According to Albajar Viñas, there has been another road map during the last 9 years, but it has been necessary to reconsider what is lacking. This is about the people suffering from the most neglected diseases in the world. In many cases, there is still no efficient treatment. But in other cases, people –as those living with Chagas disease– do not have access to diagnosis or treatment. Now the aim is to encourage more work across sectors.
“These diseases need to involve more than just the health care staff. If silos within the health care system and in interaction with other sectors are avoided, there will be more possibilities to improve the situation of these diseases. In the case of Chagas disease, many patients are already infected and may live for decades, but they need attention”, he warned. The so called “intersectoral work” means recognizing that, for a better control of the diseases, attempts will be made to provide 100% of the affected people with water, sanitation and hygiene.
Regarding the goal of eliminating Chagas disease as a public health concern, doctor Albajar Viñas explained that the infection might be controlled by increasing screening of women and children, blood transfusions and organ donations in regions of the world where insect vectors of the parasite are still not present “It is impossible to eradicate the disease: there will always be insect species occurring in environments where they can transmit the parasite”, he stated. In addition, the plan for Chagas disease aims to achieve 75% antiparasitic treatment coverage of the eligible population by 2030, and that 15 countries achieve interruption of transmission through the four transmission routes (vectoral, transfusion, transplantation and congenital).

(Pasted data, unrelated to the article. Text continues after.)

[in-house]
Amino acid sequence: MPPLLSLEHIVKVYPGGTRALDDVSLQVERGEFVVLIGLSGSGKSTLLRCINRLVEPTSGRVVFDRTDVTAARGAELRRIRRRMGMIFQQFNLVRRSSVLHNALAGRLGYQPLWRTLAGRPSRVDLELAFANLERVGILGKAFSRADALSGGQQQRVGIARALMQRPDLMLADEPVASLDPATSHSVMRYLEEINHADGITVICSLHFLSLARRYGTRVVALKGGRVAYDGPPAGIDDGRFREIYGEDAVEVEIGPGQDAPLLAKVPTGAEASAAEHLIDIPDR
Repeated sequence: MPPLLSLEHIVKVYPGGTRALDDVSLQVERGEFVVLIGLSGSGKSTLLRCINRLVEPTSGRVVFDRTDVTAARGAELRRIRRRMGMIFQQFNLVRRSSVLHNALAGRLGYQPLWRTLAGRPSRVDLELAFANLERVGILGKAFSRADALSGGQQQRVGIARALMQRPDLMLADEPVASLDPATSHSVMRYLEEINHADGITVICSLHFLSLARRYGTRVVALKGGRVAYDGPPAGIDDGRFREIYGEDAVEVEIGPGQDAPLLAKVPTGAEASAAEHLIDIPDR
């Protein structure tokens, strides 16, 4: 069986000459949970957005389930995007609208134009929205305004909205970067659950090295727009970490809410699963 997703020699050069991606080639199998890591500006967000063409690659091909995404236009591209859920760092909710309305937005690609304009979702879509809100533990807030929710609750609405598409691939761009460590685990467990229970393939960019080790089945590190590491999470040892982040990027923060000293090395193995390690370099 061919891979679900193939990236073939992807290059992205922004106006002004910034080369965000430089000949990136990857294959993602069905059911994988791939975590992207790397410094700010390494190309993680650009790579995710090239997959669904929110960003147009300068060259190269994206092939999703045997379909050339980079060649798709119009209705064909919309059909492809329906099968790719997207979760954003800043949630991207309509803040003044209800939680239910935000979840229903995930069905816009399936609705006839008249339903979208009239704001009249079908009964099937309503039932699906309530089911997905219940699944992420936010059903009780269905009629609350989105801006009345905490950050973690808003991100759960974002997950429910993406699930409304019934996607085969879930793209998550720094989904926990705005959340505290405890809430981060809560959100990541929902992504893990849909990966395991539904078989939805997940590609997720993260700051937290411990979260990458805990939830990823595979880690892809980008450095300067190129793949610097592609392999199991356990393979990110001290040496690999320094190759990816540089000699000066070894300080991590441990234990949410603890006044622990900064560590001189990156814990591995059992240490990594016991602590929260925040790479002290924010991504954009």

Will it really be possible to conduct the new WHO plan for Chagas disease and other neglected diseases? “This plan has ambitious goals that will allow us to measure the concrete advances. If they are not met, it will be possible to assess what did work and reconsider the situation for the next years”, indicated doctor Silvia Gold, president of Mundo Sano Foundation from Argentina and member of the board of WHO Foundation in her dialogue with Infobae.
The plan is based on pillars that encourage more action. It includes conducting more structured research works involving communities affected by the diseases and implementing measures based on scientific evidence (EFE/David de la Paz)
According to Dr Gold, the plan reduces the top-down situation characteristic of previous years, since it allows every country to implement actions according to their characteristics, and includes the approach based on education and infrastructure. “Chagas disease is currently in the world public agenda. This has been an important change. The road map has been a collective construction because it included the global public consultation, and this should lead to more commitment from all the involved sectors”, stated Gold.